When composer and musician Jean-Michele Jarre got a call to create a score for a photo exhibition, he said yes. As difficult as the task might be, the assignment was to create music for the sounds of the Amazon for famous photographer SebastiÃ£o Salgado.
The last work of Salgado. âAmazoniaâ (currently on display at the Peter Fetterman Gallery at Bergamot Station in Santa Monica) is an immersive experience as Jarre’s score plays over photos from the Amazon. “A bird sings, the wind rushes through the foliage, men pass singing and chatting, women bathe, the storm rumbles, an airplane passes, the rain falls on the stone, all these random noises, oblivious to no orchestration or arrangement, yet form an overall harmony: the music of the forest, âsays Jarre.
While the 52-minute score can be streamed, it is best experienced in a binaural version alongside Salgado’s âAmazoniaâ. The photographer has spent six years traveling the region, capturing the forest, rivers, mountains and the people who live there.
Jarre spoke with Variety on the challenges of making the score and the impact of Salgado’s work.
How did this conversation go between you and SebastiÃ£o Salgado?
I was commissioned by the French Philharmonie de Paris museum, it is a center with a concert hall, exhibitions and museums. But Salgado also wanted to do something different to bridge the gap between music and photography. I thought it would be an interesting challenge because it’s a whole different approach as you can’t predict where someone will be in relation to music and photos in an art gallery. With cinema, you work on a certain sequence in a film.
Talk a bit about the sounds you wanted to capture in your “Amazonia” toolkit.
I thought the sounds of the forest are random. They are totally independent from each other. You got raindrops falling, people walking or singing, or someone singing. You travel in space and time in the forest. I thought about the sounds that were happening. My toolbox contained a lot of random items. There were electronics, vocals, nature and other elements. I made them work on a chessboard where every sound worked with everything else.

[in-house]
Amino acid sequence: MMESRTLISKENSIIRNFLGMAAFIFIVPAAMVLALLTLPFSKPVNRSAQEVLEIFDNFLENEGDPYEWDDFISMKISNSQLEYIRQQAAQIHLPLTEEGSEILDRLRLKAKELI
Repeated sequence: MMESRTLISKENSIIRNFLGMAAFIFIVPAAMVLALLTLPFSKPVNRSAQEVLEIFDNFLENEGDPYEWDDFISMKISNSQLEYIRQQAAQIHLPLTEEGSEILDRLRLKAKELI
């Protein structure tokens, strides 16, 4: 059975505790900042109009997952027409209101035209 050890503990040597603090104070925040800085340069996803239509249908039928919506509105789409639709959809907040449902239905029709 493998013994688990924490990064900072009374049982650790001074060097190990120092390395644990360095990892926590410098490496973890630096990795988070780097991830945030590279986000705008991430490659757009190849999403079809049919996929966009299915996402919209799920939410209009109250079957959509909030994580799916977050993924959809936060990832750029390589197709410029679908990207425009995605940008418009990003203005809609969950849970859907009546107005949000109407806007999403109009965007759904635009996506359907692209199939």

There is a sound unique to the Amazon, how did you capture it?
I wanted to avoid the potential trap of creating ambient music or the music you hear in spas. I wanted to give the score the context that âAmazoniaâ deserves. It was therefore a matter of creating this distance between that and entering into a poetic approach with that.
I have processed the sounds of nature through this electronic process so that they don’t sound the same. It’s like Federico Fellini is saying how much he loved to recreate the sound of the sea in a studio using the real sea. So he created that illusion at the end of the day because art is an illusion.
You mentioned that with a movie, you create a score for a specific sequence. How do you compose music for an exhibition, what is that process? Did you create a tail by looking at photos?
I asked her for pictures and lived with them for three weeks while I recorded and wrote the music. It was as if I was in a hypnotic relationship with the images. Everything I did was related to the mood of the photos. This exhibition is not intended to teach people about environmental issues. It does not show the forest on fire. It is about showing the grandiose aspect of the forest and being a tribute to this extraordinary territory.
If you listen carefully, there are darker times to create tension to show contrasting feelings between night and day and being in that zone. There are also voices because human beings live in the forest. I wanted to use it to create a ghostly atmosphere.
The voices all come from the Amazon rainforest, and I worked with the Geneva Museum of Ethnography to build these sounds.
SebastiÃ£o has inspired so many people over the years with his work, how has he inspired you?
Music adds a very important layer to the way we see the visuals. From Quentin Tarantino to Alfred Hitchcock, many directors say that music and sound make up 50% of a movie. I think this is also true with art exhibitions. I think we should have more music in exhibitions, especially for contemporary art.
What’s so interesting about Salgado’s work is that he doesn’t just photograph beauty or pain or want to make a statement. He is above all an artist. He has his own subjective view. Everything is touching. What is interesting about this exhibition is that his photography is in black and white, and black and white does not exist in nature. Thus, he reinforces his message. It has all of these niceties that create an immediate statement when you see a photo of Salgado. You don’t see someone trying to make this beautiful statement. He always makes you the proposal of an artist. This exhibition is so important to give a window on the forest and these fantastic landscapes, especially after a year and a half of containment and a pandemic. I’ve never been there, but it takes us on this journey and sharing. The Amazon belongs to every human being.